Dr. Dohner Will See You

There was an envelope of cash in Dr. Russell Dohner’s office.

The cash was in a drawer, which was in a desk, which was in a red brick building in Rushville, Illinois. Population 3,200. A lot of them had been delivered by Dr. Dohner.

From 1955 to 2013, Dr. Dohner’s one-man family practice was in that red brick building on Congress Street across from Moreland & Devitt’s Pharmacy.

His office was open seven days a week, had wood-paneled walls and rotary phones, patient records on index cards. His fee was $5. And it had been since the 1970s, when it was $2.

There were no appointments with Dr. Dohner. You just came on in his front door. You might have to wait an hour; most of Rushville went to him. But if it was a medical emergency, you’d go in the back door.

And if you couldn’t get to the doctor’s door, the doctor came to yours, wearing a tie (never loose) and his trademark fedora.

Dr. Dohner grew up on a farm about 20 miles up the road from Rushville. He had seizures as a kid.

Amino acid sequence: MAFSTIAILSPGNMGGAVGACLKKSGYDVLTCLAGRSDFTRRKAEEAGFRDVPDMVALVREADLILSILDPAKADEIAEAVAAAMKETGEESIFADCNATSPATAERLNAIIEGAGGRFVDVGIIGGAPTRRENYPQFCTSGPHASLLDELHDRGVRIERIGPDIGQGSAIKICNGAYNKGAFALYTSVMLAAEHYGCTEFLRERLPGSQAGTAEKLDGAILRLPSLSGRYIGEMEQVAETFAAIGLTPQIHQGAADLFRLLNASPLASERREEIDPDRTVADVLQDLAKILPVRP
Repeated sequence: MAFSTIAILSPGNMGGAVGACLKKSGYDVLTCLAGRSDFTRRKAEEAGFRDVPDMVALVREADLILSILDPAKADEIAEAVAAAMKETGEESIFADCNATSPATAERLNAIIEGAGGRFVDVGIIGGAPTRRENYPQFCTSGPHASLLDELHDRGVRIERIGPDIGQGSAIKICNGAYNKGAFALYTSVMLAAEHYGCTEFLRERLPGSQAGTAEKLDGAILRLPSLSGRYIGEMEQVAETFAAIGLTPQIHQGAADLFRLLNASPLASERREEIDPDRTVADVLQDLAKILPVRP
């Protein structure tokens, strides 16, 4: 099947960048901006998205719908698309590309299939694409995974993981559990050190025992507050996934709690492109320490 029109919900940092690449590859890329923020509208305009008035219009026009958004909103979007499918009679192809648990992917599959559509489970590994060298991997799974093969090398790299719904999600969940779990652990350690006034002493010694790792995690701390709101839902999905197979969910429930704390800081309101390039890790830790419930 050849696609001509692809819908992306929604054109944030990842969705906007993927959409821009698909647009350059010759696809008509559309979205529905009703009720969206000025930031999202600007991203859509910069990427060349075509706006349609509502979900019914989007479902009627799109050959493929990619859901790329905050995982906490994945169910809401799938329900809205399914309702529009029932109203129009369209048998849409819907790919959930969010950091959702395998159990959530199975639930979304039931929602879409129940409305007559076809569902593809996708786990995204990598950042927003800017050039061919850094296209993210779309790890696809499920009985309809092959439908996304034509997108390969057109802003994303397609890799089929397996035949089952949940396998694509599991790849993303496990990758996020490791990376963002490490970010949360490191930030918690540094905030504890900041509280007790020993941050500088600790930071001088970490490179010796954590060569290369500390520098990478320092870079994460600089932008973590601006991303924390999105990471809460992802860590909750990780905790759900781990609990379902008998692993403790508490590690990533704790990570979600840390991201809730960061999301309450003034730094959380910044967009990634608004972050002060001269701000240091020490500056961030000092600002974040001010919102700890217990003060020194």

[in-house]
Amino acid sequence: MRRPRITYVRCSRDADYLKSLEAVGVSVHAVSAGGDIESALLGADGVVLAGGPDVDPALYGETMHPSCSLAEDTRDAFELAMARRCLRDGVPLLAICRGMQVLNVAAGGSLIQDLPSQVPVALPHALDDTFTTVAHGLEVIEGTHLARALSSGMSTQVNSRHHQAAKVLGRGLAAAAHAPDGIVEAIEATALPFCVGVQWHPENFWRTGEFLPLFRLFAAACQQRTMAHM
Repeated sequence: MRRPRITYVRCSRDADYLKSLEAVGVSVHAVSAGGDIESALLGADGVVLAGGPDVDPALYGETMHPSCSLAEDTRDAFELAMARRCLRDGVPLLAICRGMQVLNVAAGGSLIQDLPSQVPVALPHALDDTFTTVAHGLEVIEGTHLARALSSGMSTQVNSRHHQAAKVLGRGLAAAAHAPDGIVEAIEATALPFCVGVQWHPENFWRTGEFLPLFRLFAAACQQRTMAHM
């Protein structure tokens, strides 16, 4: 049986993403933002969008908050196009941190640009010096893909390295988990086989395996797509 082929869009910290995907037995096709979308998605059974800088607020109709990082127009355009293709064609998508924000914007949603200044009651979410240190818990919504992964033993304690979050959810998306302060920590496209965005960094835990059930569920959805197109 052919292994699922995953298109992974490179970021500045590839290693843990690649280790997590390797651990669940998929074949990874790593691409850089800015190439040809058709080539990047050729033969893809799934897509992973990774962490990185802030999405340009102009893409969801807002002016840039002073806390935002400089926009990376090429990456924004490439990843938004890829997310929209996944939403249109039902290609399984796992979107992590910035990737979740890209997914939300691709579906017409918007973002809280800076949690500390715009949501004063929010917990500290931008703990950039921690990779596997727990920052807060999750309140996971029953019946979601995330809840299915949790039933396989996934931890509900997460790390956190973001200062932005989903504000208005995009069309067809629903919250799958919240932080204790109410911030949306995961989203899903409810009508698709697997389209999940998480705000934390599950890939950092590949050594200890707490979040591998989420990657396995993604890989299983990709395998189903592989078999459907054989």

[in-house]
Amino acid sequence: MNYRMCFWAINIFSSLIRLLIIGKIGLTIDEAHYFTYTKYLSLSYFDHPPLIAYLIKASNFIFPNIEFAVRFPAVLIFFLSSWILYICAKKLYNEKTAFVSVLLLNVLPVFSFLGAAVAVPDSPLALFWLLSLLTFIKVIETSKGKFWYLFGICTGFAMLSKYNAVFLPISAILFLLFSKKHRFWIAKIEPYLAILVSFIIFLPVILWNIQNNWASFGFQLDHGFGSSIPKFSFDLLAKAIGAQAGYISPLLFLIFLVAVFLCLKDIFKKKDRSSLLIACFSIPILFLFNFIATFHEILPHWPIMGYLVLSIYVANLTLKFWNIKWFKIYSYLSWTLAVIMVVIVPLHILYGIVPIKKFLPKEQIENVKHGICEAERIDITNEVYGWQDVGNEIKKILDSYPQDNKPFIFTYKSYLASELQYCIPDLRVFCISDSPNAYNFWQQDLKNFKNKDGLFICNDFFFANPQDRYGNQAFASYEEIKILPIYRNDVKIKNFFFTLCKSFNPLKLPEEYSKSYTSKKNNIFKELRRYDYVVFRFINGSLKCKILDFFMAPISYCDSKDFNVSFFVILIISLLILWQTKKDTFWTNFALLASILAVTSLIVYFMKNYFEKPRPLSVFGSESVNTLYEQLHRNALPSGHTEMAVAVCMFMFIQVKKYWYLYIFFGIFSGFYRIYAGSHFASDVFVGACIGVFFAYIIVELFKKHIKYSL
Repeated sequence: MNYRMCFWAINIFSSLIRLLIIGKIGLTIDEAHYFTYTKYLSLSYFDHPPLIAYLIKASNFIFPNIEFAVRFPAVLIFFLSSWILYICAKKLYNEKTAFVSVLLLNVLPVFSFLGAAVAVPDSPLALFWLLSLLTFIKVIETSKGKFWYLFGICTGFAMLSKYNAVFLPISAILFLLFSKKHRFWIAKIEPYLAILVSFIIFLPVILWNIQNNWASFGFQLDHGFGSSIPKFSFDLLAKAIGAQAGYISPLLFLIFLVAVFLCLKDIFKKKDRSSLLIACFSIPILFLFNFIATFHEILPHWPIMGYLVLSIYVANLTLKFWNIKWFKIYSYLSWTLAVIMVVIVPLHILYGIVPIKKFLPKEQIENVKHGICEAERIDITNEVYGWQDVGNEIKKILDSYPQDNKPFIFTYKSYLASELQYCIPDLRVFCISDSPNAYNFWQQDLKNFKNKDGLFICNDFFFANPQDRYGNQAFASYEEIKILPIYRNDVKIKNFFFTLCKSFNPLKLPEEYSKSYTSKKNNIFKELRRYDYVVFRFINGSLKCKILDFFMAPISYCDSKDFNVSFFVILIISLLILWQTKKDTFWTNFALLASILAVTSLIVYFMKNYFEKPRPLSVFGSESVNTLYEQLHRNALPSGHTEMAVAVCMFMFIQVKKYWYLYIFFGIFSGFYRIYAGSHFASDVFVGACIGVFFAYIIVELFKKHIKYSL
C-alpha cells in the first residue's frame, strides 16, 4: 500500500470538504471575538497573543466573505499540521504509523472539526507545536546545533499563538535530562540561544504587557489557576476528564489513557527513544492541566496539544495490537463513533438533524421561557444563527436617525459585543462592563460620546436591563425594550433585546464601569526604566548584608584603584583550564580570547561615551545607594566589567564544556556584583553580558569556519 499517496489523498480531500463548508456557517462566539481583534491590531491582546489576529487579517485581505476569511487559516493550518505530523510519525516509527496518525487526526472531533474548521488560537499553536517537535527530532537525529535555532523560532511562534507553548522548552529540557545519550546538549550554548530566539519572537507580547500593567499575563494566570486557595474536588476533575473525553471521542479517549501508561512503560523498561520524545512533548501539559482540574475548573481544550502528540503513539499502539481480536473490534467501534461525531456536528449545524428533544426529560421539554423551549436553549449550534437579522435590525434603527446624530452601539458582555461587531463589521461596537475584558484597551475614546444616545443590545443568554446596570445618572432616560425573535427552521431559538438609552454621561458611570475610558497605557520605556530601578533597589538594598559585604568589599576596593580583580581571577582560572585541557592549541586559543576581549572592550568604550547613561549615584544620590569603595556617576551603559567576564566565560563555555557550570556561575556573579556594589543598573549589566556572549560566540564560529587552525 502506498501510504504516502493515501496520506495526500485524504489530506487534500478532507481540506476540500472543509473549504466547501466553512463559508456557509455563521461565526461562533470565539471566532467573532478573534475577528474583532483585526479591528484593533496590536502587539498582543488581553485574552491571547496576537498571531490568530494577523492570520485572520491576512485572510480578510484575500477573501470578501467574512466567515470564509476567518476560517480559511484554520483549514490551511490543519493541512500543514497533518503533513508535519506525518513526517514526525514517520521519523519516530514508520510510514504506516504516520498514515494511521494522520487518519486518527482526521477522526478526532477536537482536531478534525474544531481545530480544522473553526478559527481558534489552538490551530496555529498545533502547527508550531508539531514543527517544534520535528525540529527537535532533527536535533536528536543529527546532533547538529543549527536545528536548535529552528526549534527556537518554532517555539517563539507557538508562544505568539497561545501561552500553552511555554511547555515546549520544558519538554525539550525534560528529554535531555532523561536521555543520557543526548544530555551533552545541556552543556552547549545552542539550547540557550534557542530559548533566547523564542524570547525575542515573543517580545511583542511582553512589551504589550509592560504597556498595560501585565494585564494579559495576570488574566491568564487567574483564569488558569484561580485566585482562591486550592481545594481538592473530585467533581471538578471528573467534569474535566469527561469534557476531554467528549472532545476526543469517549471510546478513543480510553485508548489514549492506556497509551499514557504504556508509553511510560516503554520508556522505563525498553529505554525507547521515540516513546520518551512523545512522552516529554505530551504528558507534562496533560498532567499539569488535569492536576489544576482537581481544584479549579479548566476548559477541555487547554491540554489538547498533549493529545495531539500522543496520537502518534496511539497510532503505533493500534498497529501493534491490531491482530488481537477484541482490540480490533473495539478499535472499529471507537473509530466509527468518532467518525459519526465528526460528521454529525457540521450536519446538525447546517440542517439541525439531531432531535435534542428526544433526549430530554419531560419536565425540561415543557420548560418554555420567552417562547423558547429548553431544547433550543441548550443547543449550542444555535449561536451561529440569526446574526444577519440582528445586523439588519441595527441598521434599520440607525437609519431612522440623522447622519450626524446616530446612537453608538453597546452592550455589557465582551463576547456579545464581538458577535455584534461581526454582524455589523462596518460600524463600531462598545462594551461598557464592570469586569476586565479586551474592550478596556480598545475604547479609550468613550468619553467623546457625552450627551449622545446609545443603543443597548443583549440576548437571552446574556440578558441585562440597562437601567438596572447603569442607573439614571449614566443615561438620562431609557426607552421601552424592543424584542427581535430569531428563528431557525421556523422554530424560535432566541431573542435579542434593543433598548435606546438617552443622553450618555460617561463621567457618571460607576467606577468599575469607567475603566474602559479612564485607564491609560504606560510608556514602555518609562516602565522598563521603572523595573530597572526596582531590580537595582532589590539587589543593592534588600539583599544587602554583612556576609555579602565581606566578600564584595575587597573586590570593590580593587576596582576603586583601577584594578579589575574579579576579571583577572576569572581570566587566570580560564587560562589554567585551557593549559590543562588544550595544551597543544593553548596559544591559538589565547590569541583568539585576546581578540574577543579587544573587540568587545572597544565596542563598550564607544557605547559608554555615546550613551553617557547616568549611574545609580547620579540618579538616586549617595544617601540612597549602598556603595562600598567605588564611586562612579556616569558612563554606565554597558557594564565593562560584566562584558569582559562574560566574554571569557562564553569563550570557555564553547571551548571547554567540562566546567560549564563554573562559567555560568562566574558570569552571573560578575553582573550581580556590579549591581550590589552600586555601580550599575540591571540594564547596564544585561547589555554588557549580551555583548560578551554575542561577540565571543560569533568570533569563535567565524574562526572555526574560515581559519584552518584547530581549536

“I remember waking up and seeing the doctor there and thinking, ‘THAT is what I want to do,'” Dr. Dohner told a reporter.

Which he did. He delivered over 3,500 babies. Many of whom took their babies, then their babies’ babies to him for check-ups and busted knees and high fevers. Nightly closing time for Moreland & Devitt’s Pharmacy was whenever Dr. Dohner called them to say his last patient of the day was coming over.

He had no children. His wife had left him; small-town life wasn’t for her. He loved trees, donated over 10,000 to his small town. And fishing, which he did on the occasional Thursday afternoon.

Dr. Dohner never got rich; he had to support his practice with income from his family’s farm. Which was okay. He didn’t go into medicine to make a lot of money. He went into it, he said, to care for people.

Even people who couldn’t pay $5. Which is what that envelope of cash was for. Filled by office staff, maybe some patients, to cover costs for those who couldn’t cover the cost.

Dr. Dohner closed his doors – front and back – when he was 88. Died when he was 90.

And he lived most of those 90 years in that small town. Which was made bigger by his time in it.

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